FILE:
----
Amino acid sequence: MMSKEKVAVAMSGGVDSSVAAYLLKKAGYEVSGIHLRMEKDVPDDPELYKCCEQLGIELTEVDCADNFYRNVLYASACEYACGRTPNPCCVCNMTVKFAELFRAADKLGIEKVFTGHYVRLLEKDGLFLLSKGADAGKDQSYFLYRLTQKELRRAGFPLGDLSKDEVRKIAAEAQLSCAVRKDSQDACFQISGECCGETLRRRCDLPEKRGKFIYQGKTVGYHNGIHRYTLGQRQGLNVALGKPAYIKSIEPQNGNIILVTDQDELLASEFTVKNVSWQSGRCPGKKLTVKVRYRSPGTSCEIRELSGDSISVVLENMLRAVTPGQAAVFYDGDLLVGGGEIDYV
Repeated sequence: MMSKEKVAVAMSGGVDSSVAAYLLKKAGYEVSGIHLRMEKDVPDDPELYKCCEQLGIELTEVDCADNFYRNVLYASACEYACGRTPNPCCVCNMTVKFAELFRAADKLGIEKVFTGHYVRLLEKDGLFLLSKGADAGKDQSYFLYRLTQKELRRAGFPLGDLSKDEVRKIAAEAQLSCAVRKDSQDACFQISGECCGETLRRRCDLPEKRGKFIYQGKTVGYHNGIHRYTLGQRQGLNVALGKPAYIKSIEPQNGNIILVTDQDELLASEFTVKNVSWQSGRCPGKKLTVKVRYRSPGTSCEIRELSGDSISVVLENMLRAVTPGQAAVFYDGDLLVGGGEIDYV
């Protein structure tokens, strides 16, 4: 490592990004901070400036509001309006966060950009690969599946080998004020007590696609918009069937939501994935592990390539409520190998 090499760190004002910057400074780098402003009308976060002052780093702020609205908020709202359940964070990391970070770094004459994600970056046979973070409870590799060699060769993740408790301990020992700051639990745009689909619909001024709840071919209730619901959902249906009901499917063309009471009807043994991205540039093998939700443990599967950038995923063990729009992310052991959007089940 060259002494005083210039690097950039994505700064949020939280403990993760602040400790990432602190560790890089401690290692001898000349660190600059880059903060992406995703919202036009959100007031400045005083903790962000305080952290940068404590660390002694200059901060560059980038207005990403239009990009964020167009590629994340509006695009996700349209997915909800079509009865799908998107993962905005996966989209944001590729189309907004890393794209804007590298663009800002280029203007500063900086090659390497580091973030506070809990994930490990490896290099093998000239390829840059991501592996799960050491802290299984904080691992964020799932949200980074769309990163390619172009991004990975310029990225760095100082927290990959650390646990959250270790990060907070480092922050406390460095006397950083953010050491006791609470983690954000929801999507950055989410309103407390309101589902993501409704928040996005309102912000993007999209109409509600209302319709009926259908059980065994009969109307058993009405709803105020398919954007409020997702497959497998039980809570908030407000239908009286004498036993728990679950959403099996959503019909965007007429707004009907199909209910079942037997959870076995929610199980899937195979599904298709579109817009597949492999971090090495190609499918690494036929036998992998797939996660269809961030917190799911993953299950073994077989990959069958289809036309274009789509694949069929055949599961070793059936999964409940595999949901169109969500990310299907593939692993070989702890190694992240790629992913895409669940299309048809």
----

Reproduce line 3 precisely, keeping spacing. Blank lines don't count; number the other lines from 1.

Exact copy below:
């Protein structure tokens, strides 16, 4: 490592990004901070400036509001309006966060950009690969599946080998004020007590696609918009069937939501994935592990390539409520190998 090499760190004002910057400074780098402003009308976060002052780093702020609205908020709202359940964070990391970070770094004459994600970056046979973070409870590799060699060769993740408790301990020992700051639990745009689909619909001024709840071919209730619901959902249906009901499917063309009471009807043994991205540039093998939700443990599967950038995923063990729009992310052991959007089940 060259002494005083210039690097950039994505700064949020939280403990993760602040400790990432602190560790890089401690290692001898000349660190600059880059903060992406995703919202036009959100007031400045005083903790962000305080952290940068404590660390002694200059901060560059980038207005990403239009990009964020167009590629994340509006695009996700349209997915909800079509009865799908998107993962905005996966989209944001590729189309907004890393794209804007590298663009800002280029203007500063900086090659390497580091973030506070809990994930490990490896290099093998000239390829840059991501592996799960050491802290299984904080691992964020799932949200980074769309990163390619172009991004990975310029990225760095100082927290990959650390646990959250270790990060907070480092922050406390460095006397950083953010050491006791609470983690954000929801999507950055989410309103407390309101589902993501409704928040996005309102912000993007999209109409509600209302319709009926259908059980065994009969109307058993009405709803105020398919954007409020997702497959497998039980809570908030407000239908009286004498036993728990679950959403099996959503019909965007007429707004009907199909209910079942037997959870076995929610199980899937195979599904298709579109817009597949492999971090090495190609499918690494036929036998992998797939996660269809961030917190799911993953299950073994077989990959069958289809036309274009789509694949069929055949599961070793059936999964409940595999949901169109969500990310299907593939692993070989702890190694992240790629992913895409669940299309048809």